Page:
Where there are no functioning banks, no interest charged or paid, and financial transactions can involve bartered bags of salt or sugar left for nomadic dairy farmers at a desert crossroads, what does financial literacy mean? Young Somali men and women are finding out thanks to an innovative program of Education Development Center.
In its efforts to reach and equip Somali youth with employability and life skills, the Somali Youth Livelihood Program, or Shaqodoon, developed Dab iyo Dahab, an Interactive Audio Instruction (IAI) series on financial literacy specifically tailored for that population.
Shaqodoon recently launched and demonstrated Dab iyo Dahab at a celebration in Hargeisa. Shaqodoon, its partner organizations, members of the private sector, and government officials participated in the event, marking the initial rollout of the program to 1,262 youth trainees in Somaliland, Puntland, and Central Somalia.
Tradition and Innovation
Featuring dramas and expert interviews, each episode encourages a high level of student interactivity to promote effective learning among small groups of youth who gather to listen. Additionally, a cellular audio bonus segment allows listening groups to dial in, listen to questions about the day’s episode, and answer using the phone’s keypad.
“The traditional use of the story to educate linked with technology is a powerful combination,” said EDC’s Paul Sully, a youth expert and participant in the launch event. “The interactive audio response via cell phones will incentivize and excite youth about the learning process.”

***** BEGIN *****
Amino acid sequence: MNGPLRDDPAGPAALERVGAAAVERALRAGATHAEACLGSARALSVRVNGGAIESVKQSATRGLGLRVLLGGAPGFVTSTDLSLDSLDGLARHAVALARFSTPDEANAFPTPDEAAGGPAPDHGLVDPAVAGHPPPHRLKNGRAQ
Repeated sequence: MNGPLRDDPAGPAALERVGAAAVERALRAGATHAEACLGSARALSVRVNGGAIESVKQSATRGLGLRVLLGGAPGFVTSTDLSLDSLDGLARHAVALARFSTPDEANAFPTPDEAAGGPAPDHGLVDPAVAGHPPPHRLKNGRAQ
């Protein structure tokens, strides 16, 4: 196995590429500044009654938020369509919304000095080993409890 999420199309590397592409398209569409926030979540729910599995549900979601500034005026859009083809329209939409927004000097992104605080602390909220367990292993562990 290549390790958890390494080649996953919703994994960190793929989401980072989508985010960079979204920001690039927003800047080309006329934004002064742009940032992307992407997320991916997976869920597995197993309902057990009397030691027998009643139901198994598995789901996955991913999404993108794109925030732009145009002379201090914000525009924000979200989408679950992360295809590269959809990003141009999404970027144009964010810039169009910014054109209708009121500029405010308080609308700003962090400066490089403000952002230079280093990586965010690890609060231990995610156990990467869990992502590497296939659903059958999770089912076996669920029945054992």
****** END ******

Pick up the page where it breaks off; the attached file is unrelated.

For Somalis, storytelling is a way of learning; it’s handed down through generations, and is used to transfer valuable insight and knowledge across time. Somalis respect stories for the information they contain and are accustomed to listening and learning, Shaqodoon uses this tradition of listening and learning to pass the story of Financial Literacy to learners. The objective is simple: to create a story so relevant and interesting that the listener is pulled into the drama and the lessons are learned by listening to and critically evaluating the actions of the characters.
Responding to real challenges
Pre-production focus groups and a limited life cycle analysis yielded a large amount of information about what kind of financial decisions Somalis make and when they are asked to make them. Respondents overwhelmingly agreed that marriage was the first time that young people make their own decisions and often find themselves with difficult financial problems. With this in mind, the financial literacy storyline revolves around a newly married couple in their early 20s who struggle with a wide range of financial challenges. The main characters of the storyline represent the different Somali regions, and the title Dab iyo Dahab refers to the concepts of fire (conflict) and gold (wealth) that can be destructive if not managed.
Dab iyo Dahabutilizes proven educational methodology that employs facilitated listening groups, frequent review of prior lessons and queries to the groups to test their recall and learning. The production of this audio series is supported by the United States Agency for International Development and through it expands Shaqodoon’s efforts to address work readiness life skills and technical training to improve youth livelihood options. It also expands Education Development Center’s use of technology in its educational programming. Dab iyo Dahab will soon be followed by a similar audio program on entrepreneurship.